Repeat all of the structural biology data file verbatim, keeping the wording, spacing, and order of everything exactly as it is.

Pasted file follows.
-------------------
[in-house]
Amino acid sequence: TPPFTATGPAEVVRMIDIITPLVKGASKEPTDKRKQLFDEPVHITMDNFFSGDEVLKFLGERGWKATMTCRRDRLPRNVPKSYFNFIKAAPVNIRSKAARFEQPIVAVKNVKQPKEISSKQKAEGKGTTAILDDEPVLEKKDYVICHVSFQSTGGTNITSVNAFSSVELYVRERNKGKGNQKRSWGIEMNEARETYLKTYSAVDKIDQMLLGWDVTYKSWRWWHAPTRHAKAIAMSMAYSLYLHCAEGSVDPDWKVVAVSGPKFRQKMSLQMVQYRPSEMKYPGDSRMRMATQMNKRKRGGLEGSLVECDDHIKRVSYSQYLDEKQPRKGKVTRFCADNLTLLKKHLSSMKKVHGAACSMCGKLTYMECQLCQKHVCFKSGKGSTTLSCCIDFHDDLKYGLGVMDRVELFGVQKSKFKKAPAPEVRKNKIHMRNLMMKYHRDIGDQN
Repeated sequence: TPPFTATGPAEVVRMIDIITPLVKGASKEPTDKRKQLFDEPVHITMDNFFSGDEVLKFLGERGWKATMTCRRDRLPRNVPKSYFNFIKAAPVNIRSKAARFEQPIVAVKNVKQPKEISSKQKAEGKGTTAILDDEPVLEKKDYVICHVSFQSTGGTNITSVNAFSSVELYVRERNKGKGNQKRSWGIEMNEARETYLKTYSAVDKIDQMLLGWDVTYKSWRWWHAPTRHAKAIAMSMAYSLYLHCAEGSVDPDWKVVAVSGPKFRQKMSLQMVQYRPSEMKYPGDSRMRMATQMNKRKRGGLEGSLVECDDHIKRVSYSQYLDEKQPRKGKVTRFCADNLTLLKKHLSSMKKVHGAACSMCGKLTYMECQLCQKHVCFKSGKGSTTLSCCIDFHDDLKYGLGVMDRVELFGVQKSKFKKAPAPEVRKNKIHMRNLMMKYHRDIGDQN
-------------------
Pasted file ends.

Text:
[in-house]
Amino acid sequence: TPPFTATGPAEVVRMIDIITPLVKGASKEPTDKRKQLFDEPVHITMDNFFSGDEVLKFLGERGWKATMTCRRDRLPRNVPKSYFNFIKAAPVNIRSKAARFEQPIVAVKNVKQPKEISSKQKAEGKGTTAILDDEPVLEKKDYVICHVSFQSTGGTNITSVNAFSSVELYVRERNKGKGNQKRSWGIEMNEARETYLKTYSAVDKIDQMLLGWDVTYKSWRWWHAPTRHAKAIAMSMAYSLYLHCAEGSVDPDWKVVAVSGPKFRQKMSLQMVQYRPSEMKYPGDSRMRMATQMNKRKRGGLEGSLVECDDHIKRVSYSQYLDEKQPRKGKVTRFCADNLTLLKKHLSSMKKVHGAACSMCGKLTYMECQLCQKHVCFKSGKGSTTLSCCIDFHDDLKYGLGVMDRVELFGVQKSKFKKAPAPEVRKNKIHMRNLMMKYHRDIGDQN
Repeated sequence: TPPFTATGPAEVVRMIDIITPLVKGASKEPTDKRKQLFDEPVHITMDNFFSGDEVLKFLGERGWKATMTCRRDRLPRNVPKSYFNFIKAAPVNIRSKAARFEQPIVAVKNVKQPKEISSKQKAEGKGTTAILDDEPVLEKKDYVICHVSFQSTGGTNITSVNAFSSVELYVRERNKGKGNQKRSWGIEMNEARETYLKTYSAVDKIDQMLLGWDVTYKSWRWWHAPTRHAKAIAMSMAYSLYLHCAEGSVDPDWKVVAVSGPKFRQKMSLQMVQYRPSEMKYPGDSRMRMATQMNKRKRGGLEGSLVECDDHIKRVSYSQYLDEKQPRKGKVTRFCADNLTLLKKHLSSMKKVHGAACSMCGKLTYMECQLCQKHVCFKSGKGSTTLSCCIDFHDDLKYGLGVMDRVELFGVQKSKFKKAPAPEVRKNKIHMRNLMMKYHRDIGDQN